European Union diplomats have rejected Theresa May’s conference pitch that Brussels must move first to break the deadlock over Brexit negotiations.
While the British government insists the ball is in the EU’s court, European diplomats speak of a more complex diplomatic dance, in which both sides publish papers during an intense negotiating period leading up to a crunch summit on 18 October.
Officials also repeated warnings that the EU will not accept the economic part of May’s Chequers plan, fearing it would hand British business a permanent competitive advantage, over EU rivals.
In interviews ahead of the conference the prime minister said the EU had to tell the British government what “detailed concerns” it had about her Chequers compromise plan. “If they’ve got counterproposals, let’s hear what those counter-proposals are,” she told the BBC’s Andrew Marr show.
On Monday the Brexit secretary Dominic Raab told Tory delegates that the EU’s “theological approach” allowed no room for serious compromise. “If the EU wants a deal, they need to get serious. And they need to do it now.” In an interview with the Sun, he said the EU had not offered credible alternatives to the UK government proposals. “The ball is in their court.”
Rejecting this characterisation, an EU source said both sides had to move if the talks were to progress: “In a way the ball is just as much in the UK’s court as the EU’s. We are at a point in the negotiations when neither side can say ‘the ball is in your court’. If the UK doesn’t pick up the ball, we will.”
A senior source said the Brexiteer campaign to “chuck Chequers”, was driving May to a free-trade agreement with the EU – the Canada-style deal that the prime minister has rejected as not good enough. “I can’t see how May the week after [party conference] can say: ‘You wanted to chuck Chequers. Well, we can stay in the customs union and single market.’ I think the dynamics are driving the UK to an FTA rather than an upgraded form of Chequers.”
The EU’s chief negotiator, Michel Barnier, is drafting a non-binding political declaration on the future relationship with the UK. A senior diplomat said “counter-proposal would be “too strong a word” to describe this document, which has been planned for a long time.
Linked to that text, Barnier is drawing up “improved” proposals on the Irish backstop. The backstop is the European commission’s fallback plan to prevent a hard border on the island of Ireland, but May has said no British prime minister could ever accept Barnier’s version, which would keep Northern Ireland subject to many EU rules.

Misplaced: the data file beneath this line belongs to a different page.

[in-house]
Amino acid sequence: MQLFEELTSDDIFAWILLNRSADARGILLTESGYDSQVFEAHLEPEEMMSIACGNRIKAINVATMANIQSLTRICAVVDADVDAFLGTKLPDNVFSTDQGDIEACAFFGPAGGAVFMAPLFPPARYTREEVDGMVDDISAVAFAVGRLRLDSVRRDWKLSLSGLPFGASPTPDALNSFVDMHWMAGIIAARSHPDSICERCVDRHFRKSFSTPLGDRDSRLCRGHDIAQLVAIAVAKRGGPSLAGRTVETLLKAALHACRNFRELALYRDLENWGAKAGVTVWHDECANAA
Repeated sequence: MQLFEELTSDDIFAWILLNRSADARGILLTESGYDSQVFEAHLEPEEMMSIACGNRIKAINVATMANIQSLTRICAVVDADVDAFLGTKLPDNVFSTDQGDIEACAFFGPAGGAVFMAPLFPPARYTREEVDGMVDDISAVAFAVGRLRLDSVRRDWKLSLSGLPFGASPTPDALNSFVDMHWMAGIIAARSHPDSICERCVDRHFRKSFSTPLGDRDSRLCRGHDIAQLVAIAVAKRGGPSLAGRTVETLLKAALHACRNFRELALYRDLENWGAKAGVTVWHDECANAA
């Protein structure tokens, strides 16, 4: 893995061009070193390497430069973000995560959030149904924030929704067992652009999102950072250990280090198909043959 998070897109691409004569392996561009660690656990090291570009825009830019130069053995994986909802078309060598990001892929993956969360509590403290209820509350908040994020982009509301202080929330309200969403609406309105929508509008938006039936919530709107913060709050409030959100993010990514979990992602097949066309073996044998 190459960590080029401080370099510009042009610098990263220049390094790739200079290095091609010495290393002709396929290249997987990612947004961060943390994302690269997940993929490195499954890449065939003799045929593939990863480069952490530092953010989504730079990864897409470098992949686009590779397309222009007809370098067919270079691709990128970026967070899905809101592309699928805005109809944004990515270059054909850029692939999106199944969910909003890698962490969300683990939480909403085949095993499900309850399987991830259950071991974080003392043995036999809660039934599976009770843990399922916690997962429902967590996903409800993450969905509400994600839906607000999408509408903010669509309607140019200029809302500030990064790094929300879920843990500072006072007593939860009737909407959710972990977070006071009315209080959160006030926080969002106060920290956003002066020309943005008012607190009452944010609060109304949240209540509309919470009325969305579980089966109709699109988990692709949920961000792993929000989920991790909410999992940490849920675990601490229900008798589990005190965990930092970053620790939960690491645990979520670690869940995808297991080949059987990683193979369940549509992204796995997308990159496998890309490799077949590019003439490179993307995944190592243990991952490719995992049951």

The text of both documents is being tightly guarded by the European commission, leaving EU member states in the dark.
Meanwhile the EU awaits the British government’s own counter-offer on the Irish backstop, after May promised alternatives that “preserve the integrity of the UK, in an angry speech after her bruising experience at last month’s Salzburg summit.
The British government’s complaints that the EU has not explained its reasons for rejecting the economic and customs plan of Chequers has been given short shrift in Brussels. “[May] said the EU had never explained, which is in fact not true,” said one diplomat.
The incident has been called an “unsafe” encounter between the two ships by Pentagon officials, and at one point the Chinese ship was reportedly around 45 yards from the American vessel.
“A [Chinese] Luyang destroyer approached USS Decatur in an unsafe and unprofessional manoeuvre in the vicinity of Gaven Reef in the South China Sea,“ Captain Charles Brown, a spokesman for US Pacific Fleet, said in a statement.
Mr Brown said that the Chinese ship “conducted a series of increasingly aggressive manoeuvres accompanied by warnings for the Decatur to depart the area”.
The US warship was in waters near the disputed Spratly Islands in the South China Sea. The crew was conducting a freedom of navigation routine, which is a regular mission and intended to ensure open trade routes.
The close encounter comes as the US and China have seen an increasingly tense relationship, with the two super powers disagreeing over trade policy, and on issues related to election meddling. Just recently, officials with the Department of Defence told CNN that Defence Secretary James Mattis has cancelled a planned trip to Beijing later in October.
The Pentagon has not publicly confirmed that Mr Mattis had cancelled his trip to the Chinese capital, where he was expected to meet with top officials in the Chinese government.
President Donald Trump recently acknowledged the souring relations between his government and that of the Chinese, suggesting that the Chinese government has been working to meddle in the upcoming midterm elections in favour of Democrats.
“He may not be a friend of mine anymore. But I think he probably respects me,” Mr Trump said of his Chinese counterpart, Xi Jinping, last week.
The Trump administration has imposed new trade tariffs on Chinese goods, with a recent round of tariffs being placed on 10 per cent of $200bn worth of Chinese goods in late September.
China has, meanwhile, imposed tariffs of their own – between 5 and 10 per cent – on $60 billion worth of American goods.